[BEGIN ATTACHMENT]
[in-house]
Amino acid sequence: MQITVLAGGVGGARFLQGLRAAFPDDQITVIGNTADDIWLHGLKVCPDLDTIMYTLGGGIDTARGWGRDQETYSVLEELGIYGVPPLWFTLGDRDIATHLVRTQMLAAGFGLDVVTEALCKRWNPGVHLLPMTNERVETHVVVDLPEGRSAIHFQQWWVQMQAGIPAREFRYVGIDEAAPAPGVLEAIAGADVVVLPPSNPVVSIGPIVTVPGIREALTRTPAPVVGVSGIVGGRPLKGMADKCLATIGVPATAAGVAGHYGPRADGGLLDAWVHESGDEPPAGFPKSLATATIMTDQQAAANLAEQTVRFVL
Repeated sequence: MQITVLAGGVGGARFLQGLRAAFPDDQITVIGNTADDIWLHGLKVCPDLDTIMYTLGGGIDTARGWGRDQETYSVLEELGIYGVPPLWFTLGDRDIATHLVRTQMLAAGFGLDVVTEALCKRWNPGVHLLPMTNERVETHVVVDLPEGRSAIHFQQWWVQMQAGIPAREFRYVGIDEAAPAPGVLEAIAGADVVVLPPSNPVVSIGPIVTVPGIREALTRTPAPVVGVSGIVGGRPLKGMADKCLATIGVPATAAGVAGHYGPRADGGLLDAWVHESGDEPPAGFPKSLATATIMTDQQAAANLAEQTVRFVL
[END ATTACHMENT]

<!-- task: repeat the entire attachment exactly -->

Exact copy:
[in-house]
Amino acid sequence: MQITVLAGGVGGARFLQGLRAAFPDDQITVIGNTADDIWLHGLKVCPDLDTIMYTLGGGIDTARGWGRDQETYSVLEELGIYGVPPLWFTLGDRDIATHLVRTQMLAAGFGLDVVTEALCKRWNPGVHLLPMTNERVETHVVVDLPEGRSAIHFQQWWVQMQAGIPAREFRYVGIDEAAPAPGVLEAIAGADVVVLPPSNPVVSIGPIVTVPGIREALTRTPAPVVGVSGIVGGRPLKGMADKCLATIGVPATAAGVAGHYGPRADGGLLDAWVHESGDEPPAGFPKSLATATIMTDQQAAANLAEQTVRFVL
Repeated sequence: MQITVLAGGVGGARFLQGLRAAFPDDQITVIGNTADDIWLHGLKVCPDLDTIMYTLGGGIDTARGWGRDQETYSVLEELGIYGVPPLWFTLGDRDIATHLVRTQMLAAGFGLDVVTEALCKRWNPGVHLLPMTNERVETHVVVDLPEGRSAIHFQQWWVQMQAGIPAREFRYVGIDEAAPAPGVLEAIAGADVVVLPPSNPVVSIGPIVTVPGIREALTRTPAPVVGVSGIVGGRPLKGMADKCLATIGVPATAAGVAGHYGPRADGGLLDAWVHESGDEPPAGFPKSLATATIMTDQQAAANLAEQTVRFVL